Over the last year or so I have more less stopped buying shop bought bread and made my own. I now have a few different standard bread recipes I use (the fig and walnut one here appears out of the kitchen quite often) but when I have the time I like to try something different.
The recipe included here is an adaptation of a Sicilian Bread scroll from a ‘Making Bread at Home‘ book my mum had bought for me some time ago. It’s an adaptation because I ran out of fine semolina and so ended up improvising with the ingredients and amount. I had actually intended to follow the recipe. Anyway because I made a few changes the ingredients list ended up as follows:
- 300g fine semolina
- 130g fine polenta
- 150g strong white bread flour
- 2 tsp salt
- 7g sachet of yeast
- 360ml of lukewarm water
- 2 tbsp olive oil
- sesame seeds
- Mix semolina, polenta, flour, and salt in a large bowl and make a well in the centre.
- In a separate bowl mix the yeast with the water and leave aside for a couple of minutes.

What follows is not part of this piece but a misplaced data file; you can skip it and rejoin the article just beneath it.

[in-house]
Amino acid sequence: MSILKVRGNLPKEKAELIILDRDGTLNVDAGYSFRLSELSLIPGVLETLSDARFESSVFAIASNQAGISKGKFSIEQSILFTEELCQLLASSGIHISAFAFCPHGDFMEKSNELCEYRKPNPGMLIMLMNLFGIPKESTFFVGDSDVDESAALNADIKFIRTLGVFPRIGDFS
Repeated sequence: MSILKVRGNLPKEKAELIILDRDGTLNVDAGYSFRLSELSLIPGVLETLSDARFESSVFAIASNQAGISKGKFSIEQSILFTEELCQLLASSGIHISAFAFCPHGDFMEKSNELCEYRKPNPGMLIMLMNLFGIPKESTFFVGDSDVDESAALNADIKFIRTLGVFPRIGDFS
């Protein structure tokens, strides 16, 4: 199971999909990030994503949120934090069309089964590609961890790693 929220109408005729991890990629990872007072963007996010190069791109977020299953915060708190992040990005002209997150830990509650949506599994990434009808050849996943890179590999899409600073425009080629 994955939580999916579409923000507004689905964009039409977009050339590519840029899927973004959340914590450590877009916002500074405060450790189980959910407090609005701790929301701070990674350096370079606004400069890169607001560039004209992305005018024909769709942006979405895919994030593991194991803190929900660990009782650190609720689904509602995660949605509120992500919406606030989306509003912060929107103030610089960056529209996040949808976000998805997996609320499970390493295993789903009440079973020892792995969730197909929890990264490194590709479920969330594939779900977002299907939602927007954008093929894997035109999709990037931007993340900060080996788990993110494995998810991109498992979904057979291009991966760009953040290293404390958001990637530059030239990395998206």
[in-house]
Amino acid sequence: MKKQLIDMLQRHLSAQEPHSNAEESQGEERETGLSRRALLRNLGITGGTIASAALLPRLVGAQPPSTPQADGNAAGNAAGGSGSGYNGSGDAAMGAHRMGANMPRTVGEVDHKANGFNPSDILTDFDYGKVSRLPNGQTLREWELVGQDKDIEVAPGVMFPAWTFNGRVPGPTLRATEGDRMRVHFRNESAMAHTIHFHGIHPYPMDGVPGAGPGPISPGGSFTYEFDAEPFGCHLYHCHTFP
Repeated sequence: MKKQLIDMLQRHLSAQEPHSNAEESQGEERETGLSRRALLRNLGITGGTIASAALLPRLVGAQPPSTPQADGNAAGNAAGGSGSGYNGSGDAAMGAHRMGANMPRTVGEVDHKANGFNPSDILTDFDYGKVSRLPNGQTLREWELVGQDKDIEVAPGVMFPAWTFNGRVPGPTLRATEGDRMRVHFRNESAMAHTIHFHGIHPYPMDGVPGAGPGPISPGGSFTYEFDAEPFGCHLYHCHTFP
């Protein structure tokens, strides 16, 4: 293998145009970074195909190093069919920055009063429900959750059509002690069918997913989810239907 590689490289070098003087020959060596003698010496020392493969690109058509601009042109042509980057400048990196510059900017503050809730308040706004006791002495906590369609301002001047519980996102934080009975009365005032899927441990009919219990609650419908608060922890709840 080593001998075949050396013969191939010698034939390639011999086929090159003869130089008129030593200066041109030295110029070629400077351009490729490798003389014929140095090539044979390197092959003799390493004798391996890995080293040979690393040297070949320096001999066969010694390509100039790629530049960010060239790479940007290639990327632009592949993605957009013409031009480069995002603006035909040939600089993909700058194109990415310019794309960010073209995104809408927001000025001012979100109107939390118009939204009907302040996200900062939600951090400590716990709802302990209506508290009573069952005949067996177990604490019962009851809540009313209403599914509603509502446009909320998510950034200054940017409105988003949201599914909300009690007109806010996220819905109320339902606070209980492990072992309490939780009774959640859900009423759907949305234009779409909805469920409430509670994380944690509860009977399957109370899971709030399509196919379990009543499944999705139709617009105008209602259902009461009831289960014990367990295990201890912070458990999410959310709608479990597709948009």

- Pour the yeast mixture into the centre of the flour mixture with the olive oil and mix to form a firm dough.
knead for 8-10 minutes, and then place in a lightly oiled bowl, cover with cling film and leave to rise for 1-1&1/2 hours (until the dough has doubled in size).
- Tip the dough on to a lightly floured surface and knock back, knead gently, and then shape it into a roll about 50cm long. Form the dough into an S-shape and transfer to a prepared baking sheet.
- Cover with a tea towel or cloth and leave it to rise for 30-45
minutes. Pre-heat the oven to 220°C.
- Once the dough has risen again, brush the top of the scroll with water and sprinkle with sesame seeds.
- Bake for 10 minutes and then reduce the temperature to 200°C
for a further 25-30 minutes, until golden.
- Transfer to a wire rack to cool.
Despite the improvisation it turned out fine, probably a bit dry compared to what the original recipe would have intended, and the polenta will have affected the taste, but it’s nice – a bit different, and made the kitchen smell great. So not an authentic Sicilian recipe but worth remembering if you semolina (or polenta) that need using up.